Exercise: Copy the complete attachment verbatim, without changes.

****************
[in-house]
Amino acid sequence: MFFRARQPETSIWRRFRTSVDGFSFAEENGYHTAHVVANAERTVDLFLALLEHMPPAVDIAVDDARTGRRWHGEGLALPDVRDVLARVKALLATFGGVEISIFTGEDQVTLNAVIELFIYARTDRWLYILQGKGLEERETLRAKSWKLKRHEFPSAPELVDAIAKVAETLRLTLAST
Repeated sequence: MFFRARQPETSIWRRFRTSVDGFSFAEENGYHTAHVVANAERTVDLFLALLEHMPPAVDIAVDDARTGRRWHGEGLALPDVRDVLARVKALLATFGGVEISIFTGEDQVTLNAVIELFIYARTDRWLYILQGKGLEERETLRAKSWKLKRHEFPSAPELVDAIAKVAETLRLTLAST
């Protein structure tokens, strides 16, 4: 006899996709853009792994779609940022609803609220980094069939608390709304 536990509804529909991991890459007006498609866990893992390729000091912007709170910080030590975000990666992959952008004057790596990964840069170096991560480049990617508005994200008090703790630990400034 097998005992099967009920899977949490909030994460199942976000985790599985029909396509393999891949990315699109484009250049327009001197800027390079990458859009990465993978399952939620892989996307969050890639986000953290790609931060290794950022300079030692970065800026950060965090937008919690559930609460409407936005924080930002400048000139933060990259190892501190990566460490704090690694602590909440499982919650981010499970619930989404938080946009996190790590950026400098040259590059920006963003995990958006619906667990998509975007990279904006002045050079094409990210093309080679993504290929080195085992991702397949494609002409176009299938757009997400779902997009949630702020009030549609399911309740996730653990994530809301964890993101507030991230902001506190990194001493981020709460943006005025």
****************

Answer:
[in-house]
Amino acid sequence: MFFRARQPETSIWRRFRTSVDGFSFAEENGYHTAHVVANAERTVDLFLALLEHMPPAVDIAVDDARTGRRWHGEGLALPDVRDVLARVKALLATFGGVEISIFTGEDQVTLNAVIELFIYARTDRWLYILQGKGLEERETLRAKSWKLKRHEFPSAPELVDAIAKVAETLRLTLAST
Repeated sequence: MFFRARQPETSIWRRFRTSVDGFSFAEENGYHTAHVVANAERTVDLFLALLEHMPPAVDIAVDDARTGRRWHGEGLALPDVRDVLARVKALLATFGGVEISIFTGEDQVTLNAVIELFIYARTDRWLYILQGKGLEERETLRAKSWKLKRHEFPSAPELVDAIAKVAETLRLTLAST
């Protein structure tokens, strides 16, 4: 006899996709853009792994779609940022609803609220980094069939608390709304 536990509804529909991991890459007006498609866990893992390729000091912007709170910080030590975000990666992959952008004057790596990964840069170096991560480049990617508005994200008090703790630990400034 097998005992099967009920899977949490909030994460199942976000985790599985029909396509393999891949990315699109484009250049327009001197800027390079990458859009990465993978399952939620892989996307969050890639986000953290790609931060290794950022300079030692970065800026950060965090937008919690559930609460409407936005924080930002400048000139933060990259190892501190990566460490704090690694602590909440499982919650981010499970619930989404938080946009996190790590950026400098040259590059920006963003995990958006619906667990998509975007990279904006002045050079094409990210093309080679993504290929080195085992991702397949494609002409176009299938757009997400779902997009949630702020009030549609399911309740996730653990994530809301964890993101507030991230902001506190990194001493981020709460943006005025």